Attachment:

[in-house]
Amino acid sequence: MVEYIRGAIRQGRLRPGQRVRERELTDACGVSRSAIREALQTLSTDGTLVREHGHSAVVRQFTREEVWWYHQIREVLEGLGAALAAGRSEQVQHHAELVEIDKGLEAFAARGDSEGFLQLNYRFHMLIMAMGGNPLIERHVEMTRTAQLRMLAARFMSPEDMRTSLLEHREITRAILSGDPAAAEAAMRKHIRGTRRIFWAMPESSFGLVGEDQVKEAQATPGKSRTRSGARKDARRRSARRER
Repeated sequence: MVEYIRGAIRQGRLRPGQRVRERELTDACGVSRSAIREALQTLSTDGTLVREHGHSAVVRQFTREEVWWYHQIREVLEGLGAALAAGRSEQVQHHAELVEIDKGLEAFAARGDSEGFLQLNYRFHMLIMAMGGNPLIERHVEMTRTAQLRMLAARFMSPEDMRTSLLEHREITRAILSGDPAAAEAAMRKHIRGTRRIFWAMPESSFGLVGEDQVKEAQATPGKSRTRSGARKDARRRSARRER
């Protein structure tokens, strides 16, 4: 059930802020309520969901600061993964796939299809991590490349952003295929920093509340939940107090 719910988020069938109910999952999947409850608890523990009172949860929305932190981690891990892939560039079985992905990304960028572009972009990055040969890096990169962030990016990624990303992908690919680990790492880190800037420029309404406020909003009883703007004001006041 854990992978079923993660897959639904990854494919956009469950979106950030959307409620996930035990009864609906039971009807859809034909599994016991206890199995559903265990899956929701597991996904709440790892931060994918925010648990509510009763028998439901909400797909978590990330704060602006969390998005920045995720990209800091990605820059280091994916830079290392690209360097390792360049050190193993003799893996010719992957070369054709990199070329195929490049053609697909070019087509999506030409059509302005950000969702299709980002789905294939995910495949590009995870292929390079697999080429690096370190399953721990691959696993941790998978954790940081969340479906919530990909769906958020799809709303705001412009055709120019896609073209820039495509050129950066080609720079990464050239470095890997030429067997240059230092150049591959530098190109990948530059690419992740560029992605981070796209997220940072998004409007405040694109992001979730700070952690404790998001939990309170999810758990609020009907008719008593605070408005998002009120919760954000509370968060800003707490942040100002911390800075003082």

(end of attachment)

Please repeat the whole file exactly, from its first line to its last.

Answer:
[in-house]
Amino acid sequence: MVEYIRGAIRQGRLRPGQRVRERELTDACGVSRSAIREALQTLSTDGTLVREHGHSAVVRQFTREEVWWYHQIREVLEGLGAALAAGRSEQVQHHAELVEIDKGLEAFAARGDSEGFLQLNYRFHMLIMAMGGNPLIERHVEMTRTAQLRMLAARFMSPEDMRTSLLEHREITRAILSGDPAAAEAAMRKHIRGTRRIFWAMPESSFGLVGEDQVKEAQATPGKSRTRSGARKDARRRSARRER
Repeated sequence: MVEYIRGAIRQGRLRPGQRVRERELTDACGVSRSAIREALQTLSTDGTLVREHGHSAVVRQFTREEVWWYHQIREVLEGLGAALAAGRSEQVQHHAELVEIDKGLEAFAARGDSEGFLQLNYRFHMLIMAMGGNPLIERHVEMTRTAQLRMLAARFMSPEDMRTSLLEHREITRAILSGDPAAAEAAMRKHIRGTRRIFWAMPESSFGLVGEDQVKEAQATPGKSRTRSGARKDARRRSARRER
């Protein structure tokens, strides 16, 4: 059930802020309520969901600061993964796939299809991590490349952003295929920093509340939940107090 719910988020069938109910999952999947409850608890523990009172949860929305932190981690891990892939560039079985992905990304960028572009972009990055040969890096990169962030990016990624990303992908690919680990790492880190800037420029309404406020909003009883703007004001006041 854990992978079923993660897959639904990854494919956009469950979106950030959307409620996930035990009864609906039971009807859809034909599994016991206890199995559903265990899956929701597991996904709440790892931060994918925010648990509510009763028998439901909400797909978590990330704060602006969390998005920045995720990209800091990605820059280091994916830079290392690209360097390792360049050190193993003799893996010719992957070369054709990199070329195929490049053609697909070019087509999506030409059509302005950000969702299709980002789905294939995910495949590009995870292929390079697999080429690096370190399953721990691959696993941790998978954790940081969340479906919530990909769906958020799809709303705001412009055709120019896609073209820039495509050129950066080609720079990464050239470095890997030429067997240059230092150049591959530098190109990948530059690419992740560029992605981070796209997220940072998004409007405040694109992001979730700070952690404790998001939990309170999810758990609020009907008719008593605070408005998002009120919760954000509370968060800003707490942040100002911390800075003082």